That is all.
That is all.
Wealth is not the same thing as money. If you want to create wealth, it will help to understand what it is.
Wealth is the fundamental thing. Wealth is stuff we want: food, clothes, houses, cars, gadgets, travel to interesting places, and so on. There is not a fixed amount of wealth in the world. You can make more wealth.
People think that what a business does is make money. But money is just the intermediate stage— just a shorthand— for whatever people want. What most businesses really do is make wealth. They do something people want. Money is a comparatively recent invention.
A surprising number of people retain from childhood the idea that there is a fixed amount of wealth in the world. There is, in any normal family, a fixed amount of money at any moment. But that’s not the same thing.
Suppose you own a beat-up old car. Instead of sitting on your butt next summer, you could spend the time restoring your car to pristine condition. In doing so you create wealth. The world is— and you specifically are— one pristine old car richer. And not just in some metaphorical way. If you sell your car, you’ll get more for it.
In restoring your old car you have made yourself richer. You haven’t made anyone else poorer. So there is obviously not a fixed pie. And in fact, when you look at it this way, you wonder why anyone would think there was.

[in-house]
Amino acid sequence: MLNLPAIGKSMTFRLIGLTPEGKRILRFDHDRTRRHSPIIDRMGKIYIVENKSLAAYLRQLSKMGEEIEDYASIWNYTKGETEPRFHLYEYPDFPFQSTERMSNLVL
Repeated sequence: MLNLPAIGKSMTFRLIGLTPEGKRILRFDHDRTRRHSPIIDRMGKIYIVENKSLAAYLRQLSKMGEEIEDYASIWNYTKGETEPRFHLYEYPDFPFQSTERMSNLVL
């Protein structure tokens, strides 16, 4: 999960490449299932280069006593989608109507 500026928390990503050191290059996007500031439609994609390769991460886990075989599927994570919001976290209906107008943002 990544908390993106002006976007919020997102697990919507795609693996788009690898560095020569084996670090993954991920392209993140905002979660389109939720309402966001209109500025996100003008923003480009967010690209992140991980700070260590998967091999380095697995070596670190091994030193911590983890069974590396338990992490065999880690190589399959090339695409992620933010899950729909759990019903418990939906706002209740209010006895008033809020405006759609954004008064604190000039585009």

I took the liberty of de-Paul-Graham-ifying a bit of this to make some of the central points more clear.
This is probably the most level-headed introduction to scrum / agile processes I’ve ever read.
I have come to think of estimation and time tracking as being similar to code coverage. People who have never really tried using code coverage tools are quick to point out all the reasons why code coverage is a waste of time. They can describe in great deal why code coverage will not solve all their problems. They know that even 100% code coverage does not guarantee that software is correct. All of their excuses are built on facts. But it is also difficult to find someone who has used code coverage who believes it is pointless.
It is true that best practices can be taken too far. Many of them produce their greatest returns when applied in a small way. Nobody’s going to be hiring me as an agile coach, but I’ve got more experience than I did two years ago, and I’ve learned some great lessons. Nowadays, when somebody tries to tell me that estimation and time tracking are pointless, I ask them, “Have you tried these practices with 4-week sprints and a burndown chart?”